(If anyone would care to link a new image from commons into Hibiscus schizopetalus ... ; the image previously there wasn't that species. Lavateraguy (talk) 13:07, 11 July 2008 (UTC))
Thanks for that. I just found an image on commons for Hibiscus schizopetalus and have added the image. Bidgee (talk) 13:21, 11 July 2008 (UTC)

Silly redirects[edit]

Please make Neelix (talk · contribs) stop creating silly plants-related redirects. Colchicum (talk) 21:57, 13 July 2008 (UTC)

This one] in particular. Colchicum (talk) 21:59, 13 July 2008 (UTC)
I have left a comment about redirecting the species name to a genus or to a floristic list. --EncycloPetey (talk) 22:36, 13 July 2008 (UTC)
He's also been creating disambiguation pages for <letter>. <epithet>., e..g. L. maritimus. IPNI's down, so I can't gather any data on how large such disambiguation lists would be if complete, but it doesn't strike me as a good idea. Looking at this contribution history he seems to be a bit redirect-happy. Lavateraguy (talk) 23:03, 13 July 2008 (UTC)
It would be huge, because the list would not be limited to just plants. Consider that C. elegans is both a model-organism nematode and the type species for mariposa lilies! (Aside: I've always wanted to present at a major biological meeting a talk entitled "Current research in C. elegans" just to see how many people would get up and walk out once it became clear I was talking about a flower. ...with the first five minutes of the talk suitably ambiguous, but with the occasional "odd" comment to leave the nematologists in the audience confused.)--EncycloPetey (talk) 23:27, 13 July 2008 (UTC)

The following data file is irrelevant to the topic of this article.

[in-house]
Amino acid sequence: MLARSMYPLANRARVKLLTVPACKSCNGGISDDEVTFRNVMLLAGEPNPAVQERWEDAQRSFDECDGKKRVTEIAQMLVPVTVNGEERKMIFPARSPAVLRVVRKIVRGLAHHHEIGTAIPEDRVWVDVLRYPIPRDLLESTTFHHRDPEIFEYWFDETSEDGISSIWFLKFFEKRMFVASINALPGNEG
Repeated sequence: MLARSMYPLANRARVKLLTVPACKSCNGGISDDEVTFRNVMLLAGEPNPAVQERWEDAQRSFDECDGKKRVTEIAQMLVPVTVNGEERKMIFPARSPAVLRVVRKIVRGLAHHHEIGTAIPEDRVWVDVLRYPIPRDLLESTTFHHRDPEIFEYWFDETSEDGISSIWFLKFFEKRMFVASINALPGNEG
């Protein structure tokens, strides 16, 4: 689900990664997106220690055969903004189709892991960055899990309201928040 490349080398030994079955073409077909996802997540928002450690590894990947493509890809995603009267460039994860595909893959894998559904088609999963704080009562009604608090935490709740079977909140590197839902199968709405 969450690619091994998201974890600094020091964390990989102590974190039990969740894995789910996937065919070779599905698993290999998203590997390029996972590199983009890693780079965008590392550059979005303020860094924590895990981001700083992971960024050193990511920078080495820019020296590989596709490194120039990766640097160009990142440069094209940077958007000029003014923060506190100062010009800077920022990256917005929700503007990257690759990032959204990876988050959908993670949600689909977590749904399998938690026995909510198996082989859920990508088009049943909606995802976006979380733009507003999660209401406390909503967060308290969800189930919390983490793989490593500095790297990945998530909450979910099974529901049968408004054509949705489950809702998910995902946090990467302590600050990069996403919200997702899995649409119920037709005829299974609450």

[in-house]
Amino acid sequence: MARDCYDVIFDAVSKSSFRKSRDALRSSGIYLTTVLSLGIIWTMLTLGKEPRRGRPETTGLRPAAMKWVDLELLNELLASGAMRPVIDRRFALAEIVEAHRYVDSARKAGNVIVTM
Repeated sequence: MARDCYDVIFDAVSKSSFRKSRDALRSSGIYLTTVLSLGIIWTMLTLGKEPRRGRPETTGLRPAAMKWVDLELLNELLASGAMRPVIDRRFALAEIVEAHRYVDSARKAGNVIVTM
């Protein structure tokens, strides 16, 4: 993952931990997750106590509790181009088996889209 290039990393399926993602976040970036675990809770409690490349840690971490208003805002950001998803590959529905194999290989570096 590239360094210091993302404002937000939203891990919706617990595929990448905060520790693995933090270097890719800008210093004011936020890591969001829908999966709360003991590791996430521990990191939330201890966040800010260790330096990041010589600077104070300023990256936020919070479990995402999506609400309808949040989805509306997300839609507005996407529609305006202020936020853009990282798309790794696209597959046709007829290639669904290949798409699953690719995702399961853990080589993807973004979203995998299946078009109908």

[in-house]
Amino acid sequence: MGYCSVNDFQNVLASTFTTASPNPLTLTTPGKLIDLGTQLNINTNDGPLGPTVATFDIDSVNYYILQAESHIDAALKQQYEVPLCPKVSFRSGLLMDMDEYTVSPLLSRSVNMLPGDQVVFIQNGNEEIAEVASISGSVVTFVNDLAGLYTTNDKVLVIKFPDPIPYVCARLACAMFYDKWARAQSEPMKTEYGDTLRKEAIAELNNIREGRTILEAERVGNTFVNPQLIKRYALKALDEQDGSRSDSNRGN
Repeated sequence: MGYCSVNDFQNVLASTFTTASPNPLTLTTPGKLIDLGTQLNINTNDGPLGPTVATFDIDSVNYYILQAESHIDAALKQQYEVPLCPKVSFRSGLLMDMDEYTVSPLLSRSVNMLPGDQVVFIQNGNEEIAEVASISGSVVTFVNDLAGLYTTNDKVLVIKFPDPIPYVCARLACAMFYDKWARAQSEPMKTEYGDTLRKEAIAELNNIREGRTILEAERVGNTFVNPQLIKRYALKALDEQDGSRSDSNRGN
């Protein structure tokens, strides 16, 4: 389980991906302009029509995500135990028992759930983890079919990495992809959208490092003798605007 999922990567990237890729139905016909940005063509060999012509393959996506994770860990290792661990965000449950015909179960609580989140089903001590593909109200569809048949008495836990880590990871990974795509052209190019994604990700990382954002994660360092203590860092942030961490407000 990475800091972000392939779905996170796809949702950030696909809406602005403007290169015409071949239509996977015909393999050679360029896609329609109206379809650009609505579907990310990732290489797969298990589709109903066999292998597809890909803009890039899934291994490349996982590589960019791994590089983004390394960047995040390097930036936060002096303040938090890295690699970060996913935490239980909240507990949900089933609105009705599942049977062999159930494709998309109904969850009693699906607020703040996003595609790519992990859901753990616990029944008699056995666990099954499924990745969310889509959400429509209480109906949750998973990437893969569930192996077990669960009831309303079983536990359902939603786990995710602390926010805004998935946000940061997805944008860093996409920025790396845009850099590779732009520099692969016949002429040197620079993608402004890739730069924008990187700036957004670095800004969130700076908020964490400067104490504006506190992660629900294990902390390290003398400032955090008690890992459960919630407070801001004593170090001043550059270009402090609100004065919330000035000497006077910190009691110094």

As a side note, I'd suggest to add lists of plant names you guys are concerned with, if you have them handy, to your watchlists (via "edit raw watchlist"). This is how I discovered the redirect of Bolboschoenus maritimus, which would probably go undetected for months otherwise. The new articles bot doesn't pick up redirects. Colchicum (talk) 23:30, 13 July 2008 (UTC)